SAN FRANCISCO, CA - JUNE 12: Ryo Ishikawa of Japan hits a tee shot during a practice round prior to the start of the 112th U.S. Open at The Olympic Club on June 12, 2012 in San Francisco, California. (Photo by Ezra Shaw/Getty Images)
A look at The Olympic Club's finishing holes, and what makes the course such a difficult test.
SAN FRANCISCO -- Brutal. Impossible. Bordering on unfair. These and any number of similar phrases could be used to describe The Olympic Club, site of the 2012 U.S. Open. And they wouldn't be wrong: The course, set up to the USGA's typical unforgiving standards for the second major of the year, is the "toughest test in golf" for a reason.
But it's hard to get a feel for just how difficult the course is until seeing it in person. Flyovers, videos and still shots simply don't do it justice. The undulations -- both on fairways and greens -- are extreme. The course layout is somewhat unconventional, likely to throw players off. And the small details -- the way greens funnel down into less-than-straightforward chipping areas and fairways that punish the wrong shot selection -- are, in a word, devilish.
With that in mind, here are a few bullet points from the course on Tuesday.
- I wondered how difficult the finishing holes -- 16, 17 and 18 -- would be, so I decided to find out for myself on Tuesday. Thus far, the spotlight has been on the first six holes at The Olympic Club, a brutal stretch that can quickly derail a round before it truly gets started. But after following a few groups around as they played the last three, it's clear how much of a test the stretch run will be.
- An example: No. 17, a seemingly reachable par-5 at 522 yards, looked like a scoring hole on paper. But standing along the fairway around the landing area, the difficulty of the hole came into focus. As Jason Day stood over his ball on the left side of the fairway, I couldn't see a thing standing in the right rough. The hole funnels to the right side, which then drops off a cliff, essentially. Oh, and there's the left-to-right wind that reared its head on 17, as well.
- Players were hitting fairway metals into the 17th green, with the prevailing wind both hurting and pushing left-to-right. Getting the ball to stop on the green is much easier said than done, and anything long or right is penalized severely. As an exercise, Day dropped a ball near the fringe on the 17th green. He watched it roll all the way down into the rough near the front of the 18th tee box, then tried all sorts of different pitches to get it back up -- there's also trees surrounding the green, making a flop shot that much more difficult. The elevated greens guarded by shaved grass are no joke, and an up-and-down is no easy task.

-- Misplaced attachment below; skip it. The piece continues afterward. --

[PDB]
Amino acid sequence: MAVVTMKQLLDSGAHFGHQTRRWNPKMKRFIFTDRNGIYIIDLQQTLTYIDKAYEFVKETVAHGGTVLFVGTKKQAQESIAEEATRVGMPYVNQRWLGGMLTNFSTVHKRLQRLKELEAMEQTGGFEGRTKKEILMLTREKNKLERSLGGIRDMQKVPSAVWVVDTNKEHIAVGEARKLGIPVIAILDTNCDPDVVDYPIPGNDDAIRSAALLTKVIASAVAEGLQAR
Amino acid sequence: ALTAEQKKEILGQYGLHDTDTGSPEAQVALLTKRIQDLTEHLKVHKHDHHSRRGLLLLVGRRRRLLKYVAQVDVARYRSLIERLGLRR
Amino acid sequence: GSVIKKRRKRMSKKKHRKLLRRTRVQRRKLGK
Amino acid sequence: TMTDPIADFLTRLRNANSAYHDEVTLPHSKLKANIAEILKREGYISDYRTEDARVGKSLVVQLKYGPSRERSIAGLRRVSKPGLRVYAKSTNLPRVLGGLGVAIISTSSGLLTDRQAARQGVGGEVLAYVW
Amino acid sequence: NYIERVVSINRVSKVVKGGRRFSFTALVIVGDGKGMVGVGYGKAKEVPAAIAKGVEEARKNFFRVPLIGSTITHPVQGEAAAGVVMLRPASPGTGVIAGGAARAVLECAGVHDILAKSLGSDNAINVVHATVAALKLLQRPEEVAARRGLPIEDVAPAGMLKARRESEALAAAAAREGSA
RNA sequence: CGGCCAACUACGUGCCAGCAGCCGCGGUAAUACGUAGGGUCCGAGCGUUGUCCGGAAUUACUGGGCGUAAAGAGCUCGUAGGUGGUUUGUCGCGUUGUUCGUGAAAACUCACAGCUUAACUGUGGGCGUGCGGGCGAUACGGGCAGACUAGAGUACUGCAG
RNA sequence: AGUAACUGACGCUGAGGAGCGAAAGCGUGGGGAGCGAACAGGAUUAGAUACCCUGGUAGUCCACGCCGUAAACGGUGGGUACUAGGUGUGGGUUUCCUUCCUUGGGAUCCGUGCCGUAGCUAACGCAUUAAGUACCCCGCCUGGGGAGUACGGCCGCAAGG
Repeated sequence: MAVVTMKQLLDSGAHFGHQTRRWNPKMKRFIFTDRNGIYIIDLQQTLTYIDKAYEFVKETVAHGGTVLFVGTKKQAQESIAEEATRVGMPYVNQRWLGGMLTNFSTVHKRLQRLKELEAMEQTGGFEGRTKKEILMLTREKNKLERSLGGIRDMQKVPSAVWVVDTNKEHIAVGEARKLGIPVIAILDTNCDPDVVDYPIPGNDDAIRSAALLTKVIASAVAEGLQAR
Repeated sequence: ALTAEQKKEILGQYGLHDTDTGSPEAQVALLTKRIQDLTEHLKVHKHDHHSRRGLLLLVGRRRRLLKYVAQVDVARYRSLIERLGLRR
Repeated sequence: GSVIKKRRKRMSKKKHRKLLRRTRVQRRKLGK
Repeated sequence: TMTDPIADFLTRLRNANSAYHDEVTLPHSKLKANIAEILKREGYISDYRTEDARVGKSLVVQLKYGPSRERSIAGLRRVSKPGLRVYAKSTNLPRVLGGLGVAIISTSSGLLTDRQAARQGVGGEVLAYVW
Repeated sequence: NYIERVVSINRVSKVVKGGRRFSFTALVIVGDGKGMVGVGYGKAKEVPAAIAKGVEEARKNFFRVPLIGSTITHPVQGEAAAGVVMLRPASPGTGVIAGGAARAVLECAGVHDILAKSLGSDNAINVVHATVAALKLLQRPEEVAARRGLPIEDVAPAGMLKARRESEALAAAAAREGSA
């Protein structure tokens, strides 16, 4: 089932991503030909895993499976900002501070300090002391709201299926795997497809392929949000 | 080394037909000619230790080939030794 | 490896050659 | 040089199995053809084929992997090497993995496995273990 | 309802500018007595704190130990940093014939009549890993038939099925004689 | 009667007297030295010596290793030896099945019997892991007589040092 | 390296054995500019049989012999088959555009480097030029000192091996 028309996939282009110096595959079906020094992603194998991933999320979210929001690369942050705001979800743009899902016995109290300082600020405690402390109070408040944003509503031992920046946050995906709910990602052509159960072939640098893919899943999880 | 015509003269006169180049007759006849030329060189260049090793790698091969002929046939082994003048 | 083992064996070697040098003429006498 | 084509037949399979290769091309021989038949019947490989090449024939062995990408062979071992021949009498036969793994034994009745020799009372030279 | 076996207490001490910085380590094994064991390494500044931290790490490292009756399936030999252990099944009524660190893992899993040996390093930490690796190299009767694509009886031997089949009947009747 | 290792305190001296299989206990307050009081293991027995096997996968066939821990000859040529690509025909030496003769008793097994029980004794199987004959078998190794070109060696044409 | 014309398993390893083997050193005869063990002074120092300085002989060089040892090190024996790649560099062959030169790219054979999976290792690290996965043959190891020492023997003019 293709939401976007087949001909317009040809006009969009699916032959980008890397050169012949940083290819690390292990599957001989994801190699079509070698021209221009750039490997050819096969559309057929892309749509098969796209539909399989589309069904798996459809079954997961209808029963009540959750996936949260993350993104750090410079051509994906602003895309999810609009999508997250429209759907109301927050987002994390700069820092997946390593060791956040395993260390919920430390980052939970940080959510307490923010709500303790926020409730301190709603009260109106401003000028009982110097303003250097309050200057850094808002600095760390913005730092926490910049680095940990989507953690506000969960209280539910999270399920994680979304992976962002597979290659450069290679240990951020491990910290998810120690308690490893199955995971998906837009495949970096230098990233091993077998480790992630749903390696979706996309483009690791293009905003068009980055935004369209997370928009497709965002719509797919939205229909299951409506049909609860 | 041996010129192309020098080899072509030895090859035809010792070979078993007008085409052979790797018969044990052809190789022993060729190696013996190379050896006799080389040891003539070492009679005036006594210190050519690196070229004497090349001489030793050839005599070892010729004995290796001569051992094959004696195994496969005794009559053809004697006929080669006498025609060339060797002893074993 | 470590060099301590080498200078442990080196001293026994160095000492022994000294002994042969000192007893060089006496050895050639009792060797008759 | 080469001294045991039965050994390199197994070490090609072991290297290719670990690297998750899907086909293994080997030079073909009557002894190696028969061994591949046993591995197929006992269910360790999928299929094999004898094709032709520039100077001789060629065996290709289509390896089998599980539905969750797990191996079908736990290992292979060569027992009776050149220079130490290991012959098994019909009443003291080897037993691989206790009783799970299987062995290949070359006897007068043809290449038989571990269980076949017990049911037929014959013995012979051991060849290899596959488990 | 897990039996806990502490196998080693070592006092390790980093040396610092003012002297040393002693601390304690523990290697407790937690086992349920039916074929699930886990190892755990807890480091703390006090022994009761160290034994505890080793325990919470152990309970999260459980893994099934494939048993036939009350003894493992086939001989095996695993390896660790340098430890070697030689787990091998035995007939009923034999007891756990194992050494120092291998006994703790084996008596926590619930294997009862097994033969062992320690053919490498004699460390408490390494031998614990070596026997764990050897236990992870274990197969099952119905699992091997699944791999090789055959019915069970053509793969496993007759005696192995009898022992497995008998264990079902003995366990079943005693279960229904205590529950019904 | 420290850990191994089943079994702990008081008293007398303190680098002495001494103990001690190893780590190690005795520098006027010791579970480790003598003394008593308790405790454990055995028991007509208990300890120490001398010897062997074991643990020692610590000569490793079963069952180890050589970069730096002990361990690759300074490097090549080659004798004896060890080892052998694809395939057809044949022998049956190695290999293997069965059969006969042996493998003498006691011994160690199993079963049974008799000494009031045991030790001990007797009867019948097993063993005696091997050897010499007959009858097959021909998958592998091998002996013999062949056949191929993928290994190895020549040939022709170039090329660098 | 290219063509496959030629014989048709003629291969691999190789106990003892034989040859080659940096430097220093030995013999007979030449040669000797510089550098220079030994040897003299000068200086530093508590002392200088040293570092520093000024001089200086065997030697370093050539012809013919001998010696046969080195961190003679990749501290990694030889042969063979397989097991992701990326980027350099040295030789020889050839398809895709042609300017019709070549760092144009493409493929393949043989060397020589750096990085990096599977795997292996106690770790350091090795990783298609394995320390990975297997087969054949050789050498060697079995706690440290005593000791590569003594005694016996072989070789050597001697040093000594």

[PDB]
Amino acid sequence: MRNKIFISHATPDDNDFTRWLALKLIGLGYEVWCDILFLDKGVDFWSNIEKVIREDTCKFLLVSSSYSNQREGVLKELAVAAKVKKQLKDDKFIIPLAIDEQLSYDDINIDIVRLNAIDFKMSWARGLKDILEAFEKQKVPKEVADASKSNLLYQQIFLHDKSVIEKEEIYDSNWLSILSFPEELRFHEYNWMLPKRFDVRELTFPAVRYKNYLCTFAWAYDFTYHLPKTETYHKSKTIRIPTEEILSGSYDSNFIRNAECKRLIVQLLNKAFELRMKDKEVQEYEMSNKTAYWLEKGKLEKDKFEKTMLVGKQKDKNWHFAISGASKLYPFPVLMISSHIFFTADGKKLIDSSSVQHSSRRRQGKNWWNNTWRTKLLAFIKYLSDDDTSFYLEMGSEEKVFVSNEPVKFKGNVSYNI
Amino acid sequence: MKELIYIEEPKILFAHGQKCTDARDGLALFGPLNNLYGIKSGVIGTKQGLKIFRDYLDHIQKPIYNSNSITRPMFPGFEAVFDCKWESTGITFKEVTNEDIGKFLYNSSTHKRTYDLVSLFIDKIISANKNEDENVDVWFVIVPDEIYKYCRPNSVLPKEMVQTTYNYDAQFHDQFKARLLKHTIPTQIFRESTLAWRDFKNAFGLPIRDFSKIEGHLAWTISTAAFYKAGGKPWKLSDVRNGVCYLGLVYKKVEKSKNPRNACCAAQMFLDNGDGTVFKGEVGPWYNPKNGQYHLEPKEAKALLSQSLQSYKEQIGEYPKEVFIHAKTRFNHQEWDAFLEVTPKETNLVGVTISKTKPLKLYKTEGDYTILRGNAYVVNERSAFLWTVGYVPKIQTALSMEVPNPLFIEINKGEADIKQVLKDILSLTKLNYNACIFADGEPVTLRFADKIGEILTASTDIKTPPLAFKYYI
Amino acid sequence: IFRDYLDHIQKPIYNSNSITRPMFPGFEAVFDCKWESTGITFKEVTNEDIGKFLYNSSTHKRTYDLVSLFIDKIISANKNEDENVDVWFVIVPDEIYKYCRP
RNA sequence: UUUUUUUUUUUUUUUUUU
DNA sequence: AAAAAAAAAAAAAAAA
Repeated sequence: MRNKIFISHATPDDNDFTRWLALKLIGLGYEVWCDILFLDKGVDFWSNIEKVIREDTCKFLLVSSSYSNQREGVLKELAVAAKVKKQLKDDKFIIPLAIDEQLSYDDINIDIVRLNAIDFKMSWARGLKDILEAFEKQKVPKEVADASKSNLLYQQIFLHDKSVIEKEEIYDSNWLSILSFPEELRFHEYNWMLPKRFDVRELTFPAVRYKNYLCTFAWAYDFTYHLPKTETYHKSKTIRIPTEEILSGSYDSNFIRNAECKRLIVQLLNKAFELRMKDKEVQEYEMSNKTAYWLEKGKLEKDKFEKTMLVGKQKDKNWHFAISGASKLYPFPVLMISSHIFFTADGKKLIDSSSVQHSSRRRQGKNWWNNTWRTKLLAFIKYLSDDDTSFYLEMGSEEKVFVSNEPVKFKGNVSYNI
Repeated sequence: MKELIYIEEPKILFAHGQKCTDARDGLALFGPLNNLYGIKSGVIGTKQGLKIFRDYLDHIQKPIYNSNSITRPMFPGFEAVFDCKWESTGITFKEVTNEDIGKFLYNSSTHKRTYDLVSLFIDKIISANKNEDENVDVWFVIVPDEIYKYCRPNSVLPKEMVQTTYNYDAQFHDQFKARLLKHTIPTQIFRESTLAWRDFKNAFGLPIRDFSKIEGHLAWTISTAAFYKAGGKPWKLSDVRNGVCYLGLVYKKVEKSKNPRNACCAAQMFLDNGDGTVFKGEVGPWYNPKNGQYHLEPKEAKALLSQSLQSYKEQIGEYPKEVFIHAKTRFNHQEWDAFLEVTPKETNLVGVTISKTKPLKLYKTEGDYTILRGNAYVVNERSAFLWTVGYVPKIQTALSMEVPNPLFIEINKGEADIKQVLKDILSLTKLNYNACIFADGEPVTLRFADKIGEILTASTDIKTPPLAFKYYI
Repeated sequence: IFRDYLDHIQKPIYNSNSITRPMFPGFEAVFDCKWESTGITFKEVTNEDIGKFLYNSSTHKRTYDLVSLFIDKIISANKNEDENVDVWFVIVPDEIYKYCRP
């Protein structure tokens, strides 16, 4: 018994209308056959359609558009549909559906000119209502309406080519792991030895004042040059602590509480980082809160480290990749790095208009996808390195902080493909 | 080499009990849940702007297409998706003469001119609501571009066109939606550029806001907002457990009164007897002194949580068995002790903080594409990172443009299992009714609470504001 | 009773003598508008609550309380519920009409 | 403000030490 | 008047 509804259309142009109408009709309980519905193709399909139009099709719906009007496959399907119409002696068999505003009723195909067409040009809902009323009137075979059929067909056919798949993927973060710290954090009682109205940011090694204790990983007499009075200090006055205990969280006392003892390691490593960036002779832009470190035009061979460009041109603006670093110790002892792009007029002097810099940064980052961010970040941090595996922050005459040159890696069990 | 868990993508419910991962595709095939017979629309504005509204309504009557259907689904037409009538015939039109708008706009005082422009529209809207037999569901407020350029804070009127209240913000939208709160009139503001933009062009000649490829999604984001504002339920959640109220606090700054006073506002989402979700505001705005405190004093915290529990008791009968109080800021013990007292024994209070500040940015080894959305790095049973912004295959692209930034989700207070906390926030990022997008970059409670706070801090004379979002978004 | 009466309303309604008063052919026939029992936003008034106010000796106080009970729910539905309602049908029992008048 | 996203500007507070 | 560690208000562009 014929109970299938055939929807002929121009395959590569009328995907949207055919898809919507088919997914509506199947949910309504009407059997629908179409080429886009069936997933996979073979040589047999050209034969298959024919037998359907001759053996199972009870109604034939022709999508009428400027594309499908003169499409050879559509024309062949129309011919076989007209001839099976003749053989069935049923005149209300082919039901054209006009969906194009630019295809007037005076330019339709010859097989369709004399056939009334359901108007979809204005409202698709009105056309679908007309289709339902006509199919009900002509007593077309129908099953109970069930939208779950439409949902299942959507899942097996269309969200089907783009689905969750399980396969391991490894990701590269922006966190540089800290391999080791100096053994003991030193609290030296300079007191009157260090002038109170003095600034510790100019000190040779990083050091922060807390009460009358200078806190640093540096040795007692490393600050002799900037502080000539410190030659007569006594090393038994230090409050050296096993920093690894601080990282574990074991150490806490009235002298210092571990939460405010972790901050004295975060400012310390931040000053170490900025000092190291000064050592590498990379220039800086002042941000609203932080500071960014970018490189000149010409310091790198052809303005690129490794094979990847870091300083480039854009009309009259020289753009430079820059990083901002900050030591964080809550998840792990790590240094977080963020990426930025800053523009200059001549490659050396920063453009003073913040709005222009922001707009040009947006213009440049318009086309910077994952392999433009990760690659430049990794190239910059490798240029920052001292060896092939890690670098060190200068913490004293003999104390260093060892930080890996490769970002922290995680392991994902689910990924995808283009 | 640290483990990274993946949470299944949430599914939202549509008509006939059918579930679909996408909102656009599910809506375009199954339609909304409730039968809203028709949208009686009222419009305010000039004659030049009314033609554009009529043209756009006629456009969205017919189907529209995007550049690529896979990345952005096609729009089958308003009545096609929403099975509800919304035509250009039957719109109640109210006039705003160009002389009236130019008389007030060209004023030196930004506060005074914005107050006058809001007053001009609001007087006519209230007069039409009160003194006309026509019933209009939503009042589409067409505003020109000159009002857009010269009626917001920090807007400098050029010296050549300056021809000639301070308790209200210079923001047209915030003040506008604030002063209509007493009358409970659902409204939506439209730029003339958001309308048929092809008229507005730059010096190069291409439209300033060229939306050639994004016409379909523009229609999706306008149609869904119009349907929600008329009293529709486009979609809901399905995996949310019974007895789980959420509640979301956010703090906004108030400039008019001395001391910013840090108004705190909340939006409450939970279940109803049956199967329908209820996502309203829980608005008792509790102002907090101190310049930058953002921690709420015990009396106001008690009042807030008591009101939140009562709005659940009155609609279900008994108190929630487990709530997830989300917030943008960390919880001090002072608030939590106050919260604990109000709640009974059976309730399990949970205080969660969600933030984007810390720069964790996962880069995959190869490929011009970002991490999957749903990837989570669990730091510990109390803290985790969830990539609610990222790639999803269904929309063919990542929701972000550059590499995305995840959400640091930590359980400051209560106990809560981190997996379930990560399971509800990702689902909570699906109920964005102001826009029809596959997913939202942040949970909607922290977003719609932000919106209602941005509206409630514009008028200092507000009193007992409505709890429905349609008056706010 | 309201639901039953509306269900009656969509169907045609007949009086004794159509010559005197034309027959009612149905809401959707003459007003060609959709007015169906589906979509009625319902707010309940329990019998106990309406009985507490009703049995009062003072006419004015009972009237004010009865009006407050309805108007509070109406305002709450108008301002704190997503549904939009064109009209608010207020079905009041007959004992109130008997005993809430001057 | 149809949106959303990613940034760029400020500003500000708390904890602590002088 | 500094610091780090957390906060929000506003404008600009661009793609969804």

- The first of the back-to-back par-5s -- No. 16 -- has also been hogging the attention, simply because of its length. At 670 yards from the back tees, it's the longest par-5 in U.S. Open history. But throw the length out for a moment: The hole is more of a geometry problem than anything else. From tee to green, the 16th fairway arcs from right-to-left. As a three-shot par-5, players are working out where to place their tee shots in order to set up a second shot that leaves them a third shot with a manageable angle into a green protected by a bunker front-right. The chain of shots each player uses is a subtle but interesting thing to keep an eye on.
- And then there's the finishing hole. No. 18 seems simple and straightforward: It is, essentially, a straight par-4 measured at a mere 344 yards. But standing on the tee, players are staring down a sliver of a fairway with thick rough lining each side -- the play off the tee for most will be an iron. The landing area is in somewhat of a hole, with players firing a blind shot at a green elevated a good 30 feet above the fairway. And because the green, which isn't all that big in the first place, slopes back-to-front, a pin placement near the front edge almost ensures a lightning quick putt.
- There's a combination of factors in play at The Olympic Club that leads me to believe scores will be high. The difficulty of the course is obvious -- firm and fast fairways that can send a ball in any direction, small greens and the USGA's traditional deep rough. The elevation changes also cannot be understated -- many of the holes will change elevation significantly at least once, and sometimes more than that. Add in the wind, which was, and still is, blowing quite hard in San Francisco, and it's a recipe for a course that could frustrate the world's best.
On Wednesday, players will run through their final preparations, including more time on the practice range and green, as well as another wave of practice rounds. We'll be back with more from The Olympic Club throughout the day.